If you’re like most entrepreneurs, your first year in business is all about discovery.
When I started my business I was trying hard to figure out what tasks and services and roles I would play for my clients.
Having a background in broadcasting, sales, promotions, voiceovers, web development, social media management, print media, and event planning (whew!) – the skill set was definitely there. But… how to package and position myself wasn’t so clear.
In my first year, I was doing business under a name called “Fresh Take Marketing Solutions”, focusing primarily on the marketing of businesses to clients that I’d previously worked with in some capacity.
And, you know, it worked out okay for a while.
Right up until the moment, I realized I didn’t exactly want to fill my days writing social media posts and business blogs for the rest of my life. I was explaining and establishing a lot of operational systems and structures to my clients about their businesses.
The light bulb was slowly turning on – and “Fresh Take Business Solutions” lit up my life… or my business, for the next (wait for it) two months.
Until the day I received the most valuable feedback for my business: people didn’t really know my business names or package offerings, but rather remembered me and my work. Which was when the light bulb grew brighter and I rebranded to lysagreer.com and set on a quest to establish my newly defined brand and niche.
Production was (and still is) at the core of everything, but unless you know it and do it, how do you communicate that to your clients, prospective clients, and educate them in a way that makes them your ideal client?!
At this point, this niche’ing definitely seemed impossible.
I set out to fix this and created a blanket service – where I allowed people to buy any number of implementation hours they felt necessary to accomplish their goals. It wasn’t my niche, but it worked for nearly every one of my clients.
The newest problem? I’d literally work on whatever it was we deemed important at the time. (Yes, you read that right… “whatever”.)
I was slowly becoming the kitchen sink solopreneur – instead of assigning specific tasks to like writing copy to a copywriter or creating graphics to a graphic designer – these leftover tasks that needed to be completed, fell into the kitchen sink of my niche and weighed me down.
As a digital producer, I’m used to being the person who jumps in where I’m needed and can pretty do much do most things – so it worked out great for the client, but it left me feeling devalued and deprived.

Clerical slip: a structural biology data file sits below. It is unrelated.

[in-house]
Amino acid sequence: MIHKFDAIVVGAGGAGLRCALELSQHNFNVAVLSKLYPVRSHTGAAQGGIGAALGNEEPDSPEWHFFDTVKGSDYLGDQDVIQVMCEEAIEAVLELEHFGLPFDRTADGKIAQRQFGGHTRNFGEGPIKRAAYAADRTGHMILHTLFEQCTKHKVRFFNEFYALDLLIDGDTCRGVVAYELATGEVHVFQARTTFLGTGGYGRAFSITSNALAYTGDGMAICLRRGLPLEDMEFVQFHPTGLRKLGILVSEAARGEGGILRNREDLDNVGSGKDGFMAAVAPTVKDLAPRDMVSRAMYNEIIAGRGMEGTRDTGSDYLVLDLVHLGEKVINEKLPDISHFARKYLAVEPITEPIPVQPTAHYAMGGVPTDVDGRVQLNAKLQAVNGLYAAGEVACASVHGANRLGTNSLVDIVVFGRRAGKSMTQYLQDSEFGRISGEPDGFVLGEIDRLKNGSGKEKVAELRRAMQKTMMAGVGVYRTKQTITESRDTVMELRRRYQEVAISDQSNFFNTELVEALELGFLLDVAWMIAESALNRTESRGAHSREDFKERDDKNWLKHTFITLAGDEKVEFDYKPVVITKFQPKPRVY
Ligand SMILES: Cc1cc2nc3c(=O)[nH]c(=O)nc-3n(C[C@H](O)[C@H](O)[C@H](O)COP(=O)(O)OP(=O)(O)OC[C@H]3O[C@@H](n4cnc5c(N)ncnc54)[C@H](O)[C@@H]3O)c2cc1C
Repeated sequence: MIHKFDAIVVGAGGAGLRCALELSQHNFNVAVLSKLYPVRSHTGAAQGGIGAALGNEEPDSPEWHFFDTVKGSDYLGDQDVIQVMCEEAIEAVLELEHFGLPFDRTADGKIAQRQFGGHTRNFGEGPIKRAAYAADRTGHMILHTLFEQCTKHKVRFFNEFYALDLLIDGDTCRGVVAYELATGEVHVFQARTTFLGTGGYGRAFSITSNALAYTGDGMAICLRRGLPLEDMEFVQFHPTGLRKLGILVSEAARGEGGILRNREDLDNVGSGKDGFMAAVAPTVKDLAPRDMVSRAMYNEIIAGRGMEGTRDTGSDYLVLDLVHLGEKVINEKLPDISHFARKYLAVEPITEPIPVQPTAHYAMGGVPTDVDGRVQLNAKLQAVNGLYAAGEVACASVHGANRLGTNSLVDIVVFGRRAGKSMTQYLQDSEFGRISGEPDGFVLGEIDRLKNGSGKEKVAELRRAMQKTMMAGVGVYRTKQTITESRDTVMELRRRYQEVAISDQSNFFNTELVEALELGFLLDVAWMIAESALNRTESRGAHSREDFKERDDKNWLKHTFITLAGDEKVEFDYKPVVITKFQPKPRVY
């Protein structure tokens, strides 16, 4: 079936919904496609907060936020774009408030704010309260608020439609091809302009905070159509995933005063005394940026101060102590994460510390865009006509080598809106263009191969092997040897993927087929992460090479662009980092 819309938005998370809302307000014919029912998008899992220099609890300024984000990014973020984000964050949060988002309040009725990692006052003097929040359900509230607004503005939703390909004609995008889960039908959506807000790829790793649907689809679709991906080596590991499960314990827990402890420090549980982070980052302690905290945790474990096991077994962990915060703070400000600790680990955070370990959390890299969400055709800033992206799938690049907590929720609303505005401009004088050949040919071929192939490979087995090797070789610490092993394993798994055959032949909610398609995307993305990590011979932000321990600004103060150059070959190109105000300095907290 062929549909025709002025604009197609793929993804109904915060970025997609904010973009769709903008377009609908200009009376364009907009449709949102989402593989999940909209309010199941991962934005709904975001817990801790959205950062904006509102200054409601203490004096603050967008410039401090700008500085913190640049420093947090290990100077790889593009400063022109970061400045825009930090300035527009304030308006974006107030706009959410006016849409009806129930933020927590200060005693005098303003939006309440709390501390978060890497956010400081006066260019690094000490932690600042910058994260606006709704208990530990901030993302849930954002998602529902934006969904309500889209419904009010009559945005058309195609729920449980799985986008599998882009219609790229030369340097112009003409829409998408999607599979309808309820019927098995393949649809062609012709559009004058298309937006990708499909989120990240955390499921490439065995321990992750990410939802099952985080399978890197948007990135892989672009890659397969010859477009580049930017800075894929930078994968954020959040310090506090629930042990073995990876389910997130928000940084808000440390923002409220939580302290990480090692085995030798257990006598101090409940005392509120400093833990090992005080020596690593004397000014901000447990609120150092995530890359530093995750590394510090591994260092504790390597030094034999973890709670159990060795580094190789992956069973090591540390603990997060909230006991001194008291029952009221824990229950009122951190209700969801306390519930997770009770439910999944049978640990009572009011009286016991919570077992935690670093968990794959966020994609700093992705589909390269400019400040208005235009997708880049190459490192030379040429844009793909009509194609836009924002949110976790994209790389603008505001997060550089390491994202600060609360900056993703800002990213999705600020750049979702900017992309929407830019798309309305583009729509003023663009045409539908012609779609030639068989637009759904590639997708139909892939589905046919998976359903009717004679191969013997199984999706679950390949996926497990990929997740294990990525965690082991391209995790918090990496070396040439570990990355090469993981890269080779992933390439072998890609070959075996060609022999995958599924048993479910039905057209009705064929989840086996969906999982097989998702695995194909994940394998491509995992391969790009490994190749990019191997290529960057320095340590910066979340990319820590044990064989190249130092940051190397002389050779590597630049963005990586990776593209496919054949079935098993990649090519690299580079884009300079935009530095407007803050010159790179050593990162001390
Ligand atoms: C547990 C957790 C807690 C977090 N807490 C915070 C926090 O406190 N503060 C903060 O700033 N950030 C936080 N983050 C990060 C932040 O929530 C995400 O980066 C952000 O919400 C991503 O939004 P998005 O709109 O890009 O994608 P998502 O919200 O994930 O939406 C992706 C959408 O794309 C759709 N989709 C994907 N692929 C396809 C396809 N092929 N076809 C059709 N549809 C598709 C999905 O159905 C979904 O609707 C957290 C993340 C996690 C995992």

I started resenting the work and the role I was being placed in within my clients’ businesses, more than ever before.
I began feeling depressed and stopped enjoying my work at all. It became more and more difficult to feel like I was on the right path in my business, let alone in my career.
It’s a terrible feeling to push through your work because you feel like you have to – not because you want to. It’s a feeling nobody should have to experience.
Just as I was preparing myself for the inevitability of working for someone else, I realized the real problem…
I had placed myself in the role of task monkey, it was never my clients.
By taking on any client request, I was literally showing them, “Anything goes! Dump it on me and I’ll take care of it!”
I was positioning myself as a person of low value. Of course, I felt devalued and deprived!Feeling deprived & of no value in your business? Check yourself before you wreck yourself. Click To Tweet
It wasn’t my business name, my package descriptions or pricing. It wasn’t what I offered, what I didn’t, or my work schedule.
It was me. I’d blocked myself from doing work I loved, for clients I enjoyed working with, on projects that were challenging and respectful of my skills.
I had to step aside. I had to step up. It was time to step out of my own way.
We know, but often forget that how you condition your clients to see you is exactly how they’ll see you. And even more important, how they’ll treat you.
But, what all solopreneurs seem to forget? How you present yourself to your clients, how you run your business, and what you allow to hold you up – is truly what holds you back.
It’s not the name of your business, the packages you offer or even your rates. It’s you.